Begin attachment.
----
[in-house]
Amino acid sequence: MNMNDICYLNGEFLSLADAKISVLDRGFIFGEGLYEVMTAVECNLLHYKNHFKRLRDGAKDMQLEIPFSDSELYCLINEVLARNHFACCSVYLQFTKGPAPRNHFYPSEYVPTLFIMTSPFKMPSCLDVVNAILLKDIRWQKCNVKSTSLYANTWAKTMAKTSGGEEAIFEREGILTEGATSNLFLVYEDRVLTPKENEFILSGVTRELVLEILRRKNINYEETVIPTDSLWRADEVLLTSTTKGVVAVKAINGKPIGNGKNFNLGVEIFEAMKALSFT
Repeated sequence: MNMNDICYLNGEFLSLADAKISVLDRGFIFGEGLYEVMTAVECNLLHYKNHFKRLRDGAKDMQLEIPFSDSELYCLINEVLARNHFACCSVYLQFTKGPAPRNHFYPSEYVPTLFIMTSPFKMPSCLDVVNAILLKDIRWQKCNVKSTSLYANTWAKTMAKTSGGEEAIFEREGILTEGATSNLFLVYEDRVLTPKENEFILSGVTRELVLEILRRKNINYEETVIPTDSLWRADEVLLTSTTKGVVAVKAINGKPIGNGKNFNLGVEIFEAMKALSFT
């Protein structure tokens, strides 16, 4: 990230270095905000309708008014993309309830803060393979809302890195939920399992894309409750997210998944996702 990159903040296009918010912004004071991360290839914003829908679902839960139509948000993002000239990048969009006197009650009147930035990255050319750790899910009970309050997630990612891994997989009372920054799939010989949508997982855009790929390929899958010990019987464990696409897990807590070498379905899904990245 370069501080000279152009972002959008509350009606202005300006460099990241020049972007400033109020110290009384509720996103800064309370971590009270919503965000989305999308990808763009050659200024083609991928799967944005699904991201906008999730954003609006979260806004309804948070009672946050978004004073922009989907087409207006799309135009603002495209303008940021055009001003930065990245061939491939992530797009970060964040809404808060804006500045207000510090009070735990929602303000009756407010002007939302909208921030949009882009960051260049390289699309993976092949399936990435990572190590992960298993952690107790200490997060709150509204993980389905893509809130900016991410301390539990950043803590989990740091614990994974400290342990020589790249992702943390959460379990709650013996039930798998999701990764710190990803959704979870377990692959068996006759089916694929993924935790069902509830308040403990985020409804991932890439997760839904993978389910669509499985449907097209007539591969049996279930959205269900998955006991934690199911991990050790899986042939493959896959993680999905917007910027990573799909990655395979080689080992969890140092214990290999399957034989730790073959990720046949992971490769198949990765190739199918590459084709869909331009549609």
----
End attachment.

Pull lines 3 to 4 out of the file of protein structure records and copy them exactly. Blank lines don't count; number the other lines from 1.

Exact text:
Repeated sequence: MNMNDICYLNGEFLSLADAKISVLDRGFIFGEGLYEVMTAVECNLLHYKNHFKRLRDGAKDMQLEIPFSDSELYCLINEVLARNHFACCSVYLQFTKGPAPRNHFYPSEYVPTLFIMTSPFKMPSCLDVVNAILLKDIRWQKCNVKSTSLYANTWAKTMAKTSGGEEAIFEREGILTEGATSNLFLVYEDRVLTPKENEFILSGVTRELVLEILRRKNINYEETVIPTDSLWRADEVLLTSTTKGVVAVKAINGKPIGNGKNFNLGVEIFEAMKALSFT
């Protein structure tokens, strides 16, 4: 990230270095905000309708008014993309309830803060393979809302890195939920399992894309409750997210998944996702 990159903040296009918010912004004071991360290839914003829908679902839960139509948000993002000239990048969009006197009650009147930035990255050319750790899910009970309050997630990612891994997989009372920054799939010989949508997982855009790929390929899958010990019987464990696409897990807590070498379905899904990245 370069501080000279152009972002959008509350009606202005300006460099990241020049972007400033109020110290009384509720996103800064309370971590009270919503965000989305999308990808763009050659200024083609991928799967944005699904991201906008999730954003609006979260806004309804948070009672946050978004004073922009989907087409207006799309135009603002495209303008940021055009001003930065990245061939491939992530797009970060964040809404808060804006500045207000510090009070735990929602303000009756407010002007939302909208921030949009882009960051260049390289699309993976092949399936990435990572190590992960298993952690107790200490997060709150509204993980389905893509809130900016991410301390539990950043803590989990740091614990994974400290342990020589790249992702943390959460379990709650013996039930798998999701990764710190990803959704979870377990692959068996006759089916694929993924935790069902509830308040403990985020409804991932890439997760839904993978389910669509499985449907097209007539591969049996279930959205269900998955006991934690199911991990050790899986042939493959896959993680999905917007910027990573799909990655395979080689080992969890140092214990290999399957034989730790073959990720046949992971490769198949990765190739199918590459084709869909331009549609």